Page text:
There is an anti-cheat hardware that will detect cheats in games – called Game:ref

Published: 6 May 2015

There is an anti-cheat hardware that will detect cheats in games - called Game:ref

In all online PC gaming there are two types of gamers one the cheater and the other one the non-cheater. For those who plays fair there is something new that come in that will make you rejoice. To eliminate cheater in games is not an easy task you just can’t say hey cheater stop. It takes more than that it takes a Game:ref to complete that particular task.

What is Game:ref?

Game:ref is an anti-cheat hardware a new project that was recently launched on Kickstarter. Developed by an LA-based software engineer and former Counter-Strike: Source pro player, David Titarenco. The main goal of this hardware is to eliminate cheating not just with professional e-sports but with high hopes to all online PC gaming. All you have to do to detect cheats is to simply plug -in your mouse in to this hardware and bang! It will check the input signals if it matches up to what the game says happening on the screen.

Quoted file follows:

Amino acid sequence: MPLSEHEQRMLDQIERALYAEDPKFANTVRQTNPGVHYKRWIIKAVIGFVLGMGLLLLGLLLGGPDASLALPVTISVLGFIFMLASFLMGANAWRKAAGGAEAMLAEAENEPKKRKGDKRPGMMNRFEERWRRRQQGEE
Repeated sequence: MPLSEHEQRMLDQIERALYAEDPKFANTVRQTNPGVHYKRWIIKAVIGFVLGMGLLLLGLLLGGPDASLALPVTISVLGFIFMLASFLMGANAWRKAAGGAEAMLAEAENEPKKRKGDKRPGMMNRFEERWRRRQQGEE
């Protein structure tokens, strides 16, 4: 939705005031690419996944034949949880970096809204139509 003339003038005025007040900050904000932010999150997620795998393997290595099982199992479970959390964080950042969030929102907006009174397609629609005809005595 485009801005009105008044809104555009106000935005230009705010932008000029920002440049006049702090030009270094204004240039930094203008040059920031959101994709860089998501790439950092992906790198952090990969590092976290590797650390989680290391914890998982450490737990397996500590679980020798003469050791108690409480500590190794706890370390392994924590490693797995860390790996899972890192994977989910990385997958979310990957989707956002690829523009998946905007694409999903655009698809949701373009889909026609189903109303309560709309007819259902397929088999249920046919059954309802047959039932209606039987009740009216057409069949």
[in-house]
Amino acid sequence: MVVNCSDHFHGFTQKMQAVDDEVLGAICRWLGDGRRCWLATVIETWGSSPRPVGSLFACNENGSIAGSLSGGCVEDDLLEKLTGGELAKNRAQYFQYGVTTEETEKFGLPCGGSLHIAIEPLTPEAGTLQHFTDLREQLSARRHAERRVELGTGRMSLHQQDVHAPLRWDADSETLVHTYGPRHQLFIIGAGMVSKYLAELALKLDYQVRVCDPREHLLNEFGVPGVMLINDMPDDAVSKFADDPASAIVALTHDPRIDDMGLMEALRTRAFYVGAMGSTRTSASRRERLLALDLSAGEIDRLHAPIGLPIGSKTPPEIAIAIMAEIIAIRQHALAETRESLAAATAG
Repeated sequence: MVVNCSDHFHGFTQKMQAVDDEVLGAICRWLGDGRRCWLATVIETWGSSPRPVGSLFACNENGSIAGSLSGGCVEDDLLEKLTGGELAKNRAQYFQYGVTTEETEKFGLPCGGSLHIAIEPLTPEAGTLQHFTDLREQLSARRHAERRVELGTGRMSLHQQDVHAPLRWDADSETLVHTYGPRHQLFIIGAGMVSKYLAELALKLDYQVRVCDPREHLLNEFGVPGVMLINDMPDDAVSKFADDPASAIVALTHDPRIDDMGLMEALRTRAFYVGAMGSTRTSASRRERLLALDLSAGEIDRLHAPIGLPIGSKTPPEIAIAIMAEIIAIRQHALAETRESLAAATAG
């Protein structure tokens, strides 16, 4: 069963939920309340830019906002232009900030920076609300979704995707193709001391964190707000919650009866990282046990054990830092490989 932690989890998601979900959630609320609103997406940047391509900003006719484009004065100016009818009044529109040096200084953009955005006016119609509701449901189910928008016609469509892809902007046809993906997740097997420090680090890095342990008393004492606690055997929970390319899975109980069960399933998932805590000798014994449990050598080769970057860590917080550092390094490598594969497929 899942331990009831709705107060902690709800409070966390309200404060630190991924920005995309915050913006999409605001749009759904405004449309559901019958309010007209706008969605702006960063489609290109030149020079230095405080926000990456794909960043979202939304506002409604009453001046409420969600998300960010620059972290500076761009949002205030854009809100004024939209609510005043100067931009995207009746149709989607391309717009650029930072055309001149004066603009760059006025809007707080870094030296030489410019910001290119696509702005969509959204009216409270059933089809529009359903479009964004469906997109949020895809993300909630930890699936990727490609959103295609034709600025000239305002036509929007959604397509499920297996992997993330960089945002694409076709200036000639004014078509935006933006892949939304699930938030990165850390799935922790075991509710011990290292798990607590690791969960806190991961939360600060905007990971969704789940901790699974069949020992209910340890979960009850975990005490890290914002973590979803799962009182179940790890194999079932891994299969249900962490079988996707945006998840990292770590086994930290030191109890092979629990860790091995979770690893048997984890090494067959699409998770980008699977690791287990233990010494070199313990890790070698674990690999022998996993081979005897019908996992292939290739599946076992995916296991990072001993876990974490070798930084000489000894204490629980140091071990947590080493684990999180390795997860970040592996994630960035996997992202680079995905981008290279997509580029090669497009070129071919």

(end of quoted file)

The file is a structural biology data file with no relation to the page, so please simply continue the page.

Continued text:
David Titarenco explained it in his owns words this way; “An easy way to understand it is by looking at how a triggerbot works,” he added that “The idea of a triggerbot is that the software cheat ‘simulates’ a mouse press when someone is in your crosshairs. But the player doesn’t actually click! So with Game:ref, we can see that. This is a very simple concept that people find intuitive. Catching aim-bots is a bit more mathematically involved, but the idea is very similar. This same method applies to auto-hex cheats in DOTA2, and auto-lasthitters in League of Legends.”

Game:ref is designed to eliminate player’s cheats but detection is only limited to those player who’s using this hardware to their machines it doesn’t detect cheating by other players. This is applicable mainly to LAN tournament though.

For potential issues like latency and Game:ref waned as a device for cheat David Titarenco is confident that it will never be an issue since the latency clocks is around 200 microseconds and anti-cheat software simply can’t detect the hardware, there’s no reason to doubt or dimmed it as a cheat device.


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